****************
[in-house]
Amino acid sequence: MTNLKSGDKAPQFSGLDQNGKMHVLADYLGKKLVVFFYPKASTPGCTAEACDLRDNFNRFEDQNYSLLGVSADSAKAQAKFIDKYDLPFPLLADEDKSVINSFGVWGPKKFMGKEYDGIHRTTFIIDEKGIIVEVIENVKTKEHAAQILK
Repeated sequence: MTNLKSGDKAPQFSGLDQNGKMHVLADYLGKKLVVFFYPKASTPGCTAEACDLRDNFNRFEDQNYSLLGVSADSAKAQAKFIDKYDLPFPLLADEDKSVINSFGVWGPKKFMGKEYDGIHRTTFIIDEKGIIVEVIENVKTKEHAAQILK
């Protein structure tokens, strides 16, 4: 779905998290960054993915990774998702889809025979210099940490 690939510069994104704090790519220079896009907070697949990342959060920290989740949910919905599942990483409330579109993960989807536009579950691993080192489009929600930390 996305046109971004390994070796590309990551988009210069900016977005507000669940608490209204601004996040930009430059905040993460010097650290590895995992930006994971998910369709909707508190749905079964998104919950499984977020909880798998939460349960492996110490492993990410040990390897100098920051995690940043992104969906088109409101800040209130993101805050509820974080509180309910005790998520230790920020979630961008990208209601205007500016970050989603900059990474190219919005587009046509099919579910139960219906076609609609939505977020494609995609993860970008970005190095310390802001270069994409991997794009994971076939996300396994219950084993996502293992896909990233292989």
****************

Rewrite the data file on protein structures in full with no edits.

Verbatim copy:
[in-house]
Amino acid sequence: MTNLKSGDKAPQFSGLDQNGKMHVLADYLGKKLVVFFYPKASTPGCTAEACDLRDNFNRFEDQNYSLLGVSADSAKAQAKFIDKYDLPFPLLADEDKSVINSFGVWGPKKFMGKEYDGIHRTTFIIDEKGIIVEVIENVKTKEHAAQILK
Repeated sequence: MTNLKSGDKAPQFSGLDQNGKMHVLADYLGKKLVVFFYPKASTPGCTAEACDLRDNFNRFEDQNYSLLGVSADSAKAQAKFIDKYDLPFPLLADEDKSVINSFGVWGPKKFMGKEYDGIHRTTFIIDEKGIIVEVIENVKTKEHAAQILK
């Protein structure tokens, strides 16, 4: 779905998290960054993915990774998702889809025979210099940490 690939510069994104704090790519220079896009907070697949990342959060920290989740949910919905599942990483409330579109993960989807536009579950691993080192489009929600930390 996305046109971004390994070796590309990551988009210069900016977005507000669940608490209204601004996040930009430059905040993460010097650290590895995992930006994971998910369709909707508190749905079964998104919950499984977020909880798998939460349960492996110490492993990410040990390897100098920051995690940043992104969906088109409101800040209130993101805050509820974080509180309910005790998520230790920020979630961008990208209601205007500016970050989603900059990474190219919005587009046509099919579910139960219906076609609609939505977020494609995609993860970008970005190095310390802001270069994409991997794009994971076939996300396994219950084993996502293992896909990233292989």